Just a week after the boy's death, a 22-year-old Aboriginal man from the same community became the third young person to be imprisoned for stealing biscuits and cordial worth $23 from a Gemco storeroom on Christmas Day 1998. Jamie Wurramara and his friends did not hurt anyone—they simply walked into an open shed and ate biscuits because they were hungry. Wurramara was sentenced to 12 months' jail because it was his third "property offence". Another youth was jailed for 12 months and another, a second offender, for 90 days.
Over the past three years both the Northern Territory (NT) and West Australian (WA) governments have introduced draconian sentencing legislation to protect property rights. In the NT, adults and youth as young as 17 who are convicted of any theft or damage to property, no matter how petty, must be jailed for two weeks at least. Juveniles (15- and 16-year-olds) are not jailed for a first offence, but face a mandatory 28 days in detention if convicted of a second. In WA anyone convicted of a home burglary for a third time faces a minimum of 12 months in custody, and the same minimum sentence applies to every further conviction.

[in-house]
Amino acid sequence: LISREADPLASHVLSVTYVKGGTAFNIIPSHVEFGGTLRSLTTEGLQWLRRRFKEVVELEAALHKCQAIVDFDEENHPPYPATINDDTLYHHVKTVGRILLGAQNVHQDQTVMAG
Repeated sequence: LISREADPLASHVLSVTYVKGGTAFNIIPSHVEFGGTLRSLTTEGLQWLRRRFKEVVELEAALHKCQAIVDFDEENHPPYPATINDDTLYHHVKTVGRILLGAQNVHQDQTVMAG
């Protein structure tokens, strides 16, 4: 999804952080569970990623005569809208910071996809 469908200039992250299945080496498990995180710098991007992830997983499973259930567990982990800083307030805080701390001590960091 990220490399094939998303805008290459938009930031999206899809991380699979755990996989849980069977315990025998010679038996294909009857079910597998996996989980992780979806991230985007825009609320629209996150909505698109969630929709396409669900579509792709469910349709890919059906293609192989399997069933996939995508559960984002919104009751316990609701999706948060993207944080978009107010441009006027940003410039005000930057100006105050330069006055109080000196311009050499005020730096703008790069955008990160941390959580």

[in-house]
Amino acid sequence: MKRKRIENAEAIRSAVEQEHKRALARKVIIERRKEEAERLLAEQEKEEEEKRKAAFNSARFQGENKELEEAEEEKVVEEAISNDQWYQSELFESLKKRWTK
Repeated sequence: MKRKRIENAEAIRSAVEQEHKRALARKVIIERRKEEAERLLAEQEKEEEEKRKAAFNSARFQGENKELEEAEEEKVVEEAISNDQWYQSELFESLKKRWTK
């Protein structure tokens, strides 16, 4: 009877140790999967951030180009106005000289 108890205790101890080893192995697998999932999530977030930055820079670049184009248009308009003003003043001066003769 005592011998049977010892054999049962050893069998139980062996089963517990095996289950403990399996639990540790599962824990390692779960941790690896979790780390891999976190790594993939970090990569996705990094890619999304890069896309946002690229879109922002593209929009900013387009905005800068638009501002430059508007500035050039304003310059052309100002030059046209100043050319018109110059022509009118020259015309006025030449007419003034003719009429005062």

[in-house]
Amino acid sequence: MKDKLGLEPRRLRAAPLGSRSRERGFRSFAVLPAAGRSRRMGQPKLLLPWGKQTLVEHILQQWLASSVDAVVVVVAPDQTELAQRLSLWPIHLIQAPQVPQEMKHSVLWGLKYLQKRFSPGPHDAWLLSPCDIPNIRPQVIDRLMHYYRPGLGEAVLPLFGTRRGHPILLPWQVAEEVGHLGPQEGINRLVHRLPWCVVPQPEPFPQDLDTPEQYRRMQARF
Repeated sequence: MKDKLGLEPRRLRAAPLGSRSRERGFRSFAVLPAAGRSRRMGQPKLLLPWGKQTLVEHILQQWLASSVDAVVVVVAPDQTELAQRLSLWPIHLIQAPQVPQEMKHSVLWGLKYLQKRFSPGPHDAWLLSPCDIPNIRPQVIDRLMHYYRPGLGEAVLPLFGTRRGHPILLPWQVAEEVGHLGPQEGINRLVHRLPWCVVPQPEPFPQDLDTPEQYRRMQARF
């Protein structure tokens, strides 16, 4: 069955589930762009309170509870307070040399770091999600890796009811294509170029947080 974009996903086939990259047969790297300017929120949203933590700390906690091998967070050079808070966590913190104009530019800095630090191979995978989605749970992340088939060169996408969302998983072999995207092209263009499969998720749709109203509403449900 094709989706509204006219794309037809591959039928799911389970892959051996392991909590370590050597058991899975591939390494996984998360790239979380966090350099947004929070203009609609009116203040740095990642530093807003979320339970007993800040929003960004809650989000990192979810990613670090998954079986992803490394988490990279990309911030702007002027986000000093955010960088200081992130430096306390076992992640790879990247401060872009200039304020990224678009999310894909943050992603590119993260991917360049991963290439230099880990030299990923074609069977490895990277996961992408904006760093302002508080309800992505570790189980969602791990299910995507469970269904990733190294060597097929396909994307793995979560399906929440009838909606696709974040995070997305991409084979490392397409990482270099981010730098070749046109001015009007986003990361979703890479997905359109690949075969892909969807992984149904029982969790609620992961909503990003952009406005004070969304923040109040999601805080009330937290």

These laws are designed specifically to give police the power to harass and punish the young and the poor for petty offences. In some recent NT cases, an 18-year-old man was jailed for 14 days for stealing a $2.50 cigarette lighter; a 24-year-old mother was sentenced to 14 days for receiving a stolen $2.50 can of beer; and an 18-year-old man received 90 days jail for stealing 90 cents from a car. These prisoners were all Aboriginal. A 27-year-old non-Aboriginal teacher was imprisoned for two weeks for pouring water over a shop cash register after complaining about a hot dog she had been served.
Aboriginal youth have suffered disproportionately from the NT and WA laws. Many of those jailed in the NT have come from the most oppressed remote communities, where medical and educational facilities are among the worst in the world. In many cases, despair has produced alcoholism and substance abuse, involving the sniffing of petrol, oil, paint and other chemicals.